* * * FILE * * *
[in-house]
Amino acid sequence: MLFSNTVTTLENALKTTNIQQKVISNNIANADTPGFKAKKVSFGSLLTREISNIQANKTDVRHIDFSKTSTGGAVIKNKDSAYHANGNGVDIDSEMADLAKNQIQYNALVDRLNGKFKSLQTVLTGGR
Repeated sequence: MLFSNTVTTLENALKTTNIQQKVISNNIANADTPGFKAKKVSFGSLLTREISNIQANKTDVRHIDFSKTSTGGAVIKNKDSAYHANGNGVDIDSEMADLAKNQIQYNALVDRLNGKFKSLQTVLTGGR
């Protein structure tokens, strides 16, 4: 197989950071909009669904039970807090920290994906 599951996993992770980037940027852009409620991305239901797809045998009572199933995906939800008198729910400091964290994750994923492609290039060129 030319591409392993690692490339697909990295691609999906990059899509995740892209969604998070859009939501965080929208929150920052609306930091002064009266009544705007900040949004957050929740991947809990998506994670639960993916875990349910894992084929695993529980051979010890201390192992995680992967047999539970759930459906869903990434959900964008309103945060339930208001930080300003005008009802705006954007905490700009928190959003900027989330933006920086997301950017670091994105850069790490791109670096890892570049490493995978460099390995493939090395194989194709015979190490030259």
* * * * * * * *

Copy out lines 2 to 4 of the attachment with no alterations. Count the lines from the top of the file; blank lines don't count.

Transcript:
Amino acid sequence: MLFSNTVTTLENALKTTNIQQKVISNNIANADTPGFKAKKVSFGSLLTREISNIQANKTDVRHIDFSKTSTGGAVIKNKDSAYHANGNGVDIDSEMADLAKNQIQYNALVDRLNGKFKSLQTVLTGGR
Repeated sequence: MLFSNTVTTLENALKTTNIQQKVISNNIANADTPGFKAKKVSFGSLLTREISNIQANKTDVRHIDFSKTSTGGAVIKNKDSAYHANGNGVDIDSEMADLAKNQIQYNALVDRLNGKFKSLQTVLTGGR
């Protein structure tokens, strides 16, 4: 197989950071909009669904039970807090920290994906 599951996993992770980037940027852009409620991305239901797809045998009572199933995906939800008198729910400091964290994750994923492609290039060129 030319591409392993690692490339697909990295691609999906990059899509995740892209969604998070859009939501965080929208929150920052609306930091002064009266009544705007900040949004957050929740991947809990998506994670639960993916875990349910894992084929695993529980051979010890201390192992995680992967047999539970759930459906869903990434959900964008309103945060339930208001930080300003005008009802705006954007905490700009928190959003900027989330933006920086997301950017670091994105850069790490791109670096890892570049490493995978460099390995493939090395194989194709015979190490030259």